In honor of Mother's Day tomorrow, I thought I'd tell you a little bit about my mom. (There she is, below, comforting me when the vacuum cleaner was running.)
When we were growing up, mom took my older sister and I everywhere - camping, to museums, all up and down the Natchez Trace, out to the Petrified Forest, just everywhere. A while back, someone said something to the effect of, "Ask Nicole if that would be a fun place to go with your kids. She's been everywhere." And it's true, because of mom. She taught me that you're only bored if you want to be, and she gave my sisters and I a great real-life education just by toting us all over the place and introducing us to lots of people. I have tried to do that so far with Clay, and I hope that I'll be able to keep doing that. Even though it's been challenging, I've loved having him travel and see the local sights with me.
When mom was a young bride, the house was always full of daddy's hungry, boisterous relatives. Mom didn't know the first thing about Middle Eastern cooking, but she learned to make all of these traditional Lebanese foods to satisfy everyone. Back then, you couldn't buy traditional Arabic bread locally, so mom designated one day a week as baking day. I remember every surface in the kitchen being covered with flatbread - counters, the kitchen table, the dining room table, all of it. I still marvel at her energy to care for that whole bunch, plus bring up two little girls (and later, a third).
Mom's smart, and she thought it was important to teach her kids as much as she could. All of us were reading before we started preschool (Mom taught us to read with a book called Wheeler's Primer. I remembered it so well that when I was pregnant, I went on Ebay and bought a copy of it so I could use it to teach Clay.), and we were all placed in gifted programs during school.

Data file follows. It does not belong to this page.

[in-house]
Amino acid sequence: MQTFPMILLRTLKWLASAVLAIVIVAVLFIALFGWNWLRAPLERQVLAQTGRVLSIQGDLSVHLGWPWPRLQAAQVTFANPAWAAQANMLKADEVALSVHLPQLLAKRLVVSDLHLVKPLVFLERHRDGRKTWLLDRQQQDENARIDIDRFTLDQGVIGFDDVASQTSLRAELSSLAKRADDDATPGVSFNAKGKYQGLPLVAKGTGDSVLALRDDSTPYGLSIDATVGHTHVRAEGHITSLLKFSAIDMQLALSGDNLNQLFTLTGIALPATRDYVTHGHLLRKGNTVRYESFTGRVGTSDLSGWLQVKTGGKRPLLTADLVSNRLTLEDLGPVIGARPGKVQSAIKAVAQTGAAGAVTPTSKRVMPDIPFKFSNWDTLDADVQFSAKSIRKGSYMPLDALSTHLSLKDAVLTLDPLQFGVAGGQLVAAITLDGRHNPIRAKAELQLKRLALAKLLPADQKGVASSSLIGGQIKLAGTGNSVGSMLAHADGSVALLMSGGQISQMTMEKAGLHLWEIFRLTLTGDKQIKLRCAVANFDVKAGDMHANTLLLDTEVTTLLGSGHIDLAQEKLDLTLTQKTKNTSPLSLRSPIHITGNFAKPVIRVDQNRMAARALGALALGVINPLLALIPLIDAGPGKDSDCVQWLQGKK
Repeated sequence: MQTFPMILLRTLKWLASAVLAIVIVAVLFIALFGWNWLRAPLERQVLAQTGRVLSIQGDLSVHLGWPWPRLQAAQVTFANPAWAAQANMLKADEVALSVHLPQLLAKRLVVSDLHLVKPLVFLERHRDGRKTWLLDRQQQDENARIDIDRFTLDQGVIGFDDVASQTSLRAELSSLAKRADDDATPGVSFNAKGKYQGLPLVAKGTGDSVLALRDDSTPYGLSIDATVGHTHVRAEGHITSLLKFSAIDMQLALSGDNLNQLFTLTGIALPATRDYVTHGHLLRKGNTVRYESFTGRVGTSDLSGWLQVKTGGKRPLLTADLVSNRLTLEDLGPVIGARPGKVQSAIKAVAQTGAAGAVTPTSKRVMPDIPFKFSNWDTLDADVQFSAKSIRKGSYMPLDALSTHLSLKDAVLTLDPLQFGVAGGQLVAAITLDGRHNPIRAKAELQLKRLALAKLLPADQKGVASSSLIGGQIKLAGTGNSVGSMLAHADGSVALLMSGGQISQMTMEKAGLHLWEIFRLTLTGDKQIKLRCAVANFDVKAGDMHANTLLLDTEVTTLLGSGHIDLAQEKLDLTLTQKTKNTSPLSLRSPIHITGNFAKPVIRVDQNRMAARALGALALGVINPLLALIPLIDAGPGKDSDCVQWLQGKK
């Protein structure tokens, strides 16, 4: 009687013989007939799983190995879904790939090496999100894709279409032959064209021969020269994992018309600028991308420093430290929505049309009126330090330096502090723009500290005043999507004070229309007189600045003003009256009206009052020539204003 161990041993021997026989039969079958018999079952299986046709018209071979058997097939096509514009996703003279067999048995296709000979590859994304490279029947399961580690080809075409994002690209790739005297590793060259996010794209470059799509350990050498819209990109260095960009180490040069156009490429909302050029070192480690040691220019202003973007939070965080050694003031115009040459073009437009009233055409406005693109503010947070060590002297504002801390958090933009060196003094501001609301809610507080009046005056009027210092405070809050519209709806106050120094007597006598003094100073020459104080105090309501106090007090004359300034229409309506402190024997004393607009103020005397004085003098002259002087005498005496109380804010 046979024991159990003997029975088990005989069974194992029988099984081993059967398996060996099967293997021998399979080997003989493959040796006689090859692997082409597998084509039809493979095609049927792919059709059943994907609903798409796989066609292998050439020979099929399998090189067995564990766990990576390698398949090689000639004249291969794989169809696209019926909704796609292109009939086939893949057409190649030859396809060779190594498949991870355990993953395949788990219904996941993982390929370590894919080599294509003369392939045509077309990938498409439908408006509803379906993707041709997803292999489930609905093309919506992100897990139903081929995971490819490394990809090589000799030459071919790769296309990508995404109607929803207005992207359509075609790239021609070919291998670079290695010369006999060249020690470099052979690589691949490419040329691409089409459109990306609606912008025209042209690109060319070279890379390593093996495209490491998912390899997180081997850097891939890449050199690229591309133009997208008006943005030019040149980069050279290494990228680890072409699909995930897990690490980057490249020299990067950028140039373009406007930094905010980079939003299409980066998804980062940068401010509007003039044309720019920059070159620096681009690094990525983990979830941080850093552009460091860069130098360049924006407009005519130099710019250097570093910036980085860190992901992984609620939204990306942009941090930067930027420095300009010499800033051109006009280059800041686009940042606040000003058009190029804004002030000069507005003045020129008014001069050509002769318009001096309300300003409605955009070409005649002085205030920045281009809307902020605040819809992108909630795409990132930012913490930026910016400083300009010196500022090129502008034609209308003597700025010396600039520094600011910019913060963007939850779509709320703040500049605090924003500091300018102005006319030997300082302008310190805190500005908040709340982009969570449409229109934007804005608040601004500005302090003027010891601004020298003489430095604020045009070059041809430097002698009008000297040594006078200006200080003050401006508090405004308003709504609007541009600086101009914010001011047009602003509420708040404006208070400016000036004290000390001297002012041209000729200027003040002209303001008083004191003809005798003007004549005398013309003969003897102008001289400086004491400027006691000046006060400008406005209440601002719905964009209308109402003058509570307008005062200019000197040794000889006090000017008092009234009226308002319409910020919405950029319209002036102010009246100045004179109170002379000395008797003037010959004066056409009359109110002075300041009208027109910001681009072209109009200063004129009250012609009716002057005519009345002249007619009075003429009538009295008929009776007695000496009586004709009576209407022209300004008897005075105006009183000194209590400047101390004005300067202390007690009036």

During my teenage years, mom was really sick. She has severe rheumatoid arthritis, and she was basically bedridden for a good long while there. It couldn't have been fun, and it couldn't have been easy. She had to depend on some pretty forgetful and irresponsible teenaged girls to do things she would have much rather done herself, and she was in constant pain. Even today, her threshold for pain is unbelieveable, because pain is something she's just had to learn to live with.
But even when she was hurting, you could usually coax a smile out of her somehow. She used to fuss at me because when I'd fix her a sandwich, I'd take a bite out of it before I gave it to her. I only did it because it became a running joke between us, and she'd kinda smile as she was scolding me over it. (I must admit, I have a talent for making her laugh, and I love it. In that picture below, I'd just cracked some stupid joke, and we were both still chuckling over it when the photographer captured us mid-guffaw.)
She'd sit on a stool at the stove to cook supper, and if we were in the den cutting up and making her mad, she'd reach over and toss a wooden spoon or a spatula in our general direction as a warning. (It saved her the laborious task of getting up and walking in there.) I still laugh about it now, because her aim was HORRIBLE. She couldn't have hit a barn door, but she still lobbed a cooking implement into the den every once in a while, just to keep us on our toes!
When I was in college, mom had some surgeries that dramatically improved her quality of life. (Once we got past the post-op infections. Ugh.) Even though she was scared to go "under the knife," she did it, and it paid off. I'm so, so grateful that she feels better on a daily basis, and that she's able to enjoy her life and her family more now.
As I've grown older, I've naturally come to appreciate my mother a whole lot more. The jokes have gotten a little raunchier, and the conversations have gotten a little more honest. We talk at least once a week, and I try to take the baby by to see her every couple of weeks. (It was rough when I first started back to work, but we're getting a little better now.)
Tonight, we went out for a swanky dinner at Schimmel's, where we ate far too much and still indulged in cheesecake, lots of laughter, and a glass of wine or two.
Love you, Mom.